John Mattatall competing for spot on national team
TRURO - It has never meant more than this for John Mattatall.
The 27-year-old Wallace native and his pairs partner Mylene Brodeur are on the cusp of qualifying for the Olympics this week at the 2010 BMO Canadian Figure Skating Championships in London, Ont. Their short program performance will be broadcast live on CBC at 3 p.m. today with their free skate airing on CBC at 2 p.m. Saturday.
It would be the crowning moment in a career that's included competing at the International Skating Union's world championship for the pair.
So how do you approach such a critical competition?
You make sure you're ready.
"Exactly," Mattatall said over the phone while travelling from his home in St. Leonard, Que., to London. "No matter what happens, Mylene and I can walk out with our heads held up knowing we did everything we could."
That includes taking just five weeks off since May while putting in 15 to 20 hours of on-ice training per week and countless more off it.
But that's reality for a figure skater. The training to competition ratio of 95 per cent practice and five per cent competing, is much wider than most other sports. This season Mattatall and Brodeur will have performed their short program about 75 times, just six or seven of those will be in actual competition.
Naturally, all that training can wear on an athlete's psyche.
"Oh yeah," Mattatall said. "It's so difficult compared to any other sport so it gets tough sometimes."
But with such an opportunity hanging on the horizon, Mattatall doesn't need much motivation to get out of bed in the morning.
"The opportunity to do something like this comes once in a lifetime," Mattatall said.
"I mean, when you're a kid growing up, the Olympics is the pinnacle competition."
All the pair has to do to punch their ticket to Vancouver is finish in the top two in the senior pairs competition in London. But that's easier said than done. They'll be up against pairs teams Meagan Duhamel/Craig Buntin and Jessica Dube/Bryce Davison, both former Olympians.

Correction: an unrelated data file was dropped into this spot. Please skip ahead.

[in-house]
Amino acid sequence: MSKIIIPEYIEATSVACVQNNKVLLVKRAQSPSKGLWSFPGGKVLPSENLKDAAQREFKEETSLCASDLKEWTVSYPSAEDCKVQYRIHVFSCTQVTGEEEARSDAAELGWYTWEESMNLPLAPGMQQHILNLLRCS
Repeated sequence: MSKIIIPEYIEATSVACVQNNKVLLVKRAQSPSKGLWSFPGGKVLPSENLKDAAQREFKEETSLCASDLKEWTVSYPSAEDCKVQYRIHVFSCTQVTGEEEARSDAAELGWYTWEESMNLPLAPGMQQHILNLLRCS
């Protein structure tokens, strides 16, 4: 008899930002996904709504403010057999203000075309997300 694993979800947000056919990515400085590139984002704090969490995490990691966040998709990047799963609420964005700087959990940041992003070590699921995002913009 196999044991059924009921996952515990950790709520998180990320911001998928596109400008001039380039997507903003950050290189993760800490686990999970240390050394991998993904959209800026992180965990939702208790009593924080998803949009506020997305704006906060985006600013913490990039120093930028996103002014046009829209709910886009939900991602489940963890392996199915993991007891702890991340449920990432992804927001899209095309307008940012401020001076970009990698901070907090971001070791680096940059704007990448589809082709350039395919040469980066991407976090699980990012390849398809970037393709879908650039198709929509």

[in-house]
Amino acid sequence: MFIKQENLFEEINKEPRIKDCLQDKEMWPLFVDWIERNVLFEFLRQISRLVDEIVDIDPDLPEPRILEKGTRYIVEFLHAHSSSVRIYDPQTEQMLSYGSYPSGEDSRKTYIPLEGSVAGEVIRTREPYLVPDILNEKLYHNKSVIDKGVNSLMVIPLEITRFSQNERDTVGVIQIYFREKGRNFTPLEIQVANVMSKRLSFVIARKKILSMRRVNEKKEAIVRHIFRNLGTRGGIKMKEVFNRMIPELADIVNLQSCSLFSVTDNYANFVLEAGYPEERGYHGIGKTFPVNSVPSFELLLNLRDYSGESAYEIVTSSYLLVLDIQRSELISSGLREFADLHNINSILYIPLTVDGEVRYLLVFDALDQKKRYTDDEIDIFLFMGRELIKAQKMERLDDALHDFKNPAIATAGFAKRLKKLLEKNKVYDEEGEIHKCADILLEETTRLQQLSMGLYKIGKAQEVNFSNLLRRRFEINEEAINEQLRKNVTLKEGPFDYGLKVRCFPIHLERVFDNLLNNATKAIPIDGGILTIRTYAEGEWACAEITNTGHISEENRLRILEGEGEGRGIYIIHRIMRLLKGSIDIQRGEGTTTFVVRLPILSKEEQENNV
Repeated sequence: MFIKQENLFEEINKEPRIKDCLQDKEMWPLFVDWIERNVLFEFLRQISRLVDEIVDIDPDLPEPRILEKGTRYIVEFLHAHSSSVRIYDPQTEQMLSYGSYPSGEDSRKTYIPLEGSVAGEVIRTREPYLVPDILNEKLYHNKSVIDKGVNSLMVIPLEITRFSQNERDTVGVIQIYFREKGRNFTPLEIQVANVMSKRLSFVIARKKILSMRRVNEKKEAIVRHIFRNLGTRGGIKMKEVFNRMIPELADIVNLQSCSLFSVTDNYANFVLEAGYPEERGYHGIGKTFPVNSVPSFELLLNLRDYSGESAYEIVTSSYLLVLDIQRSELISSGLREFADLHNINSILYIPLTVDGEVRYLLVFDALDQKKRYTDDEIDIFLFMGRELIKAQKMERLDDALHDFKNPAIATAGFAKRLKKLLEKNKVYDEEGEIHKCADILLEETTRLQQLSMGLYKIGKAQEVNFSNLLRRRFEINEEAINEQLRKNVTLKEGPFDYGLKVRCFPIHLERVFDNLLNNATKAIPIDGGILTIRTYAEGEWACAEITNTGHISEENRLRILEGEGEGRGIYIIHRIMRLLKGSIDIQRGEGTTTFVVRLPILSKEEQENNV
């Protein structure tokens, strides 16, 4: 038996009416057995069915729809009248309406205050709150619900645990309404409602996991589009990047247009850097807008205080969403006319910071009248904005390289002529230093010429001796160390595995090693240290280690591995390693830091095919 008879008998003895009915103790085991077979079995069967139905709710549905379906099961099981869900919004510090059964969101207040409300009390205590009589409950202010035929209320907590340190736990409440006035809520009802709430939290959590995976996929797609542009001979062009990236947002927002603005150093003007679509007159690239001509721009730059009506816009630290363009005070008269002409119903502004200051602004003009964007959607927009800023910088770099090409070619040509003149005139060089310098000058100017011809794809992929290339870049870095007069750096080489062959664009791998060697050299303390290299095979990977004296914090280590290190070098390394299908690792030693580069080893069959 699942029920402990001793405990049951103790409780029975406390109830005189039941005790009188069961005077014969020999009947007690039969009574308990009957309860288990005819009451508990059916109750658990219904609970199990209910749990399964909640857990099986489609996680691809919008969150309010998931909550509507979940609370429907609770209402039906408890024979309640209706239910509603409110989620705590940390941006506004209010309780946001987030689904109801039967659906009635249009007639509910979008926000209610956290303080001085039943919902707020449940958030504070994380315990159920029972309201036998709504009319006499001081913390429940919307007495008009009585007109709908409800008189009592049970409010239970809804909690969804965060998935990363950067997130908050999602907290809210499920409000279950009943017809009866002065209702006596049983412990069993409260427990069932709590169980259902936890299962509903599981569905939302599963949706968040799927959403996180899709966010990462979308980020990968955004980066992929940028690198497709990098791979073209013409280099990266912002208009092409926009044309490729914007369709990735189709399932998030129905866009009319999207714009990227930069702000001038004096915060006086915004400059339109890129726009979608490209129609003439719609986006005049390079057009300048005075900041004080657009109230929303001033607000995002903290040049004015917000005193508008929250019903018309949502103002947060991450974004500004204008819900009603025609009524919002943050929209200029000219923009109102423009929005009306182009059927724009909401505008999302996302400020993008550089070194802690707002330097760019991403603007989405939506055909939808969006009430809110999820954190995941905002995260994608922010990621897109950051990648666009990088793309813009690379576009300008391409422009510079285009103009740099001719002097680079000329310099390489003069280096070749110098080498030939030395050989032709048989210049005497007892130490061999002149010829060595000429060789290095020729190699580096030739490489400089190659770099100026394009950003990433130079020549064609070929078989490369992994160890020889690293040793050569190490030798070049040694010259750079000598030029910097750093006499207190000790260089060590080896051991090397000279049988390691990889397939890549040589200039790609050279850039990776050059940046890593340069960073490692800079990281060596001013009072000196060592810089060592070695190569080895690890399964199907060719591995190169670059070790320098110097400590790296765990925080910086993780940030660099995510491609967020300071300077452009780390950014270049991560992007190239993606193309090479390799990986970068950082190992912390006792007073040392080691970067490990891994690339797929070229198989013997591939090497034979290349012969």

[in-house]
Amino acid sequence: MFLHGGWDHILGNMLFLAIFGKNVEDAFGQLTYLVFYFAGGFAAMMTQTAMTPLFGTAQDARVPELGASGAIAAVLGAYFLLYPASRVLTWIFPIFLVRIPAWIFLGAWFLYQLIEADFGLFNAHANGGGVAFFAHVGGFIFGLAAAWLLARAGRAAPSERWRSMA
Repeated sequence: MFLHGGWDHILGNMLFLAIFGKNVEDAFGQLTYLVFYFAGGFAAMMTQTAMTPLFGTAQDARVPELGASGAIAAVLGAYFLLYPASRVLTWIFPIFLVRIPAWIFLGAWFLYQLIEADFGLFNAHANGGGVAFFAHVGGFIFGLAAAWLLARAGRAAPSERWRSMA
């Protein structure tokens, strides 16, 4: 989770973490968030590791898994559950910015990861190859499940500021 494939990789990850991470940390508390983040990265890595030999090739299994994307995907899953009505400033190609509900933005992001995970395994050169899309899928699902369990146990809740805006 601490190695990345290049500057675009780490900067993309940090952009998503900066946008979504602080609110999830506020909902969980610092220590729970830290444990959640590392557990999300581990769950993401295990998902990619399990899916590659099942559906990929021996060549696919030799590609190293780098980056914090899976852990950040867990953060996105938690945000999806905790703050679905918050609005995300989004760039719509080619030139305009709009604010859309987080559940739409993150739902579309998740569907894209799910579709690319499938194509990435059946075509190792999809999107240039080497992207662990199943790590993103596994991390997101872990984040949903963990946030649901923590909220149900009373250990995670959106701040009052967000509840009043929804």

But Mattatall and Brodeur, a 22-year-old Saint-Jean-sur-Richelieu native, posted a third-place finish at last year's Canadian championship in Saskatoon, their best-ever together, giving them a spot at worlds last year in Los Angeles. Now they are confident they can finish higher this week, thanks to the work they've put in.
"We feel like we've put ourselves in the right spot," Mattatall said. "But anything can change at the drop of a hat."
That's a long way from almost quitting the sport in 2008 after a series of disappointing finishes. The past 12 months have given the pair a renewed enthusiasm, something that can only serve them well this week.
"Last year was such a big push for us," Mattatall said. "Nationals and doing worlds was such a great experience for us that coming into this season we said we were going to do everything we could to make the most of this year."
Mattatall and Brodeur have been working with coaches Richard Gauthier and Bruno Marcotte and choreographer Julie Marcotte and have been competing this season on the ISU circuit, placing sixth in the Rostelecom Cup in Moscow, Russia, and fifth at the NHK Trophy in Nagano, Japan.
Mattatall said he feels he and Brodeur are now at their peak.
"If we could pick an ideal way to go into this I think it's the way we did it," he said. "We feel good about where we are.
"The Olympics is the dream but if we don't make it it's not the end of the world," he added. "But, of course, we want to be on that Olympic team."